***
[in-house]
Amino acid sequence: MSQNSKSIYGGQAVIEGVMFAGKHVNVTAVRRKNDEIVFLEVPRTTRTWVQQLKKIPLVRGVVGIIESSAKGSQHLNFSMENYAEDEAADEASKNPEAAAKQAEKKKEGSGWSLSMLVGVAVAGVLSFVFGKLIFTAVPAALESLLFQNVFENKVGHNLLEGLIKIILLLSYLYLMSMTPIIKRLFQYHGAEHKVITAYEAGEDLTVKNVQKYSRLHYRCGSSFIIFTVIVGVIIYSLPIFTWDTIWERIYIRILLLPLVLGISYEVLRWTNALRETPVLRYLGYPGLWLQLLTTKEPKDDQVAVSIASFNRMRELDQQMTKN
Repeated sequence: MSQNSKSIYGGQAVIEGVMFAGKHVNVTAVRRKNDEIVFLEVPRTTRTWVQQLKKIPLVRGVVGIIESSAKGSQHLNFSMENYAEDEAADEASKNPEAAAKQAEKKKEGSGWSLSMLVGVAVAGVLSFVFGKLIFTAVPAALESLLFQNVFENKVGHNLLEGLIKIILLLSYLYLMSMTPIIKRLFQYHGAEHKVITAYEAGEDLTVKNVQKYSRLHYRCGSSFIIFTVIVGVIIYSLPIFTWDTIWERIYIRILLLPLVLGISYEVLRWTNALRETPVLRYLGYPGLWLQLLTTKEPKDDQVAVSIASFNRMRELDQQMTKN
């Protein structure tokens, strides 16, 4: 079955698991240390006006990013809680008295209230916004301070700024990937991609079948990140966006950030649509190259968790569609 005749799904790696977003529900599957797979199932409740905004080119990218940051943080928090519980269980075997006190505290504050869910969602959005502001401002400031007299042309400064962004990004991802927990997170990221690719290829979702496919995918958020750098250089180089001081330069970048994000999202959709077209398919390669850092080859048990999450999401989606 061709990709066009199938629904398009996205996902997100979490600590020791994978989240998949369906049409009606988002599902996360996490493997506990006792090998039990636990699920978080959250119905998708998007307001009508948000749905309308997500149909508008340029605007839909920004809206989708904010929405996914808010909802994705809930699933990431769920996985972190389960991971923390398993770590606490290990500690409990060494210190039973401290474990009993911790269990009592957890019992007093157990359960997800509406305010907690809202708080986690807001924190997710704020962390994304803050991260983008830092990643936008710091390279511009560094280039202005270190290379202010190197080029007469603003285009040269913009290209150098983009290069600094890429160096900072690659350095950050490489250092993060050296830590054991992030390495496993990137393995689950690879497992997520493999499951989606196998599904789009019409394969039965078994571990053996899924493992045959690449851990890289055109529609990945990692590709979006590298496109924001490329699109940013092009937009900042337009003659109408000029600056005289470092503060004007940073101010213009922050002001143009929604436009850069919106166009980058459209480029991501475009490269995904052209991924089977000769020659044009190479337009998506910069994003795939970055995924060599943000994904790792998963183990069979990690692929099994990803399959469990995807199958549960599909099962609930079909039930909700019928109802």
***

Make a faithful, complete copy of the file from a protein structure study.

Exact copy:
[in-house]
Amino acid sequence: MSQNSKSIYGGQAVIEGVMFAGKHVNVTAVRRKNDEIVFLEVPRTTRTWVQQLKKIPLVRGVVGIIESSAKGSQHLNFSMENYAEDEAADEASKNPEAAAKQAEKKKEGSGWSLSMLVGVAVAGVLSFVFGKLIFTAVPAALESLLFQNVFENKVGHNLLEGLIKIILLLSYLYLMSMTPIIKRLFQYHGAEHKVITAYEAGEDLTVKNVQKYSRLHYRCGSSFIIFTVIVGVIIYSLPIFTWDTIWERIYIRILLLPLVLGISYEVLRWTNALRETPVLRYLGYPGLWLQLLTTKEPKDDQVAVSIASFNRMRELDQQMTKN
Repeated sequence: MSQNSKSIYGGQAVIEGVMFAGKHVNVTAVRRKNDEIVFLEVPRTTRTWVQQLKKIPLVRGVVGIIESSAKGSQHLNFSMENYAEDEAADEASKNPEAAAKQAEKKKEGSGWSLSMLVGVAVAGVLSFVFGKLIFTAVPAALESLLFQNVFENKVGHNLLEGLIKIILLLSYLYLMSMTPIIKRLFQYHGAEHKVITAYEAGEDLTVKNVQKYSRLHYRCGSSFIIFTVIVGVIIYSLPIFTWDTIWERIYIRILLLPLVLGISYEVLRWTNALRETPVLRYLGYPGLWLQLLTTKEPKDDQVAVSIASFNRMRELDQQMTKN
């Protein structure tokens, strides 16, 4: 079955698991240390006006990013809680008295209230916004301070700024990937991609079948990140966006950030649509190259968790569609 005749799904790696977003529900599957797979199932409740905004080119990218940051943080928090519980269980075997006190505290504050869910969602959005502001401002400031007299042309400064962004990004991802927990997170990221690719290829979702496919995918958020750098250089180089001081330069970048994000999202959709077209398919390669850092080859048990999450999401989606 061709990709066009199938629904398009996205996902997100979490600590020791994978989240998949369906049409009606988002599902996360996490493997506990006792090998039990636990699920978080959250119905998708998007307001009508948000749905309308997500149909508008340029605007839909920004809206989708904010929405996914808010909802994705809930699933990431769920996985972190389960991971923390398993770590606490290990500690409990060494210190039973401290474990009993911790269990009592957890019992007093157990359960997800509406305010907690809202708080986690807001924190997710704020962390994304803050991260983008830092990643936008710091390279511009560094280039202005270190290379202010190197080029007469603003285009040269913009290209150098983009290069600094890429160096900072690659350095950050490489250092993060050296830590054991992030390495496993990137393995689950690879497992997520493999499951989606196998599904789009019409394969039965078994571990053996899924493992045959690449851990890289055109529609990945990692590709979006590298496109924001490329699109940013092009937009900042337009003659109408000029600056005289470092503060004007940073101010213009922050002001143009929604436009850069919106166009980058459209480029991501475009490269995904052209991924089977000769020659044009190479337009998506910069994003795939970055995924060599943000994904790792998963183990069979990690692929099994990803399959469990995807199958549960599909099962609930079909039930909700019928109802």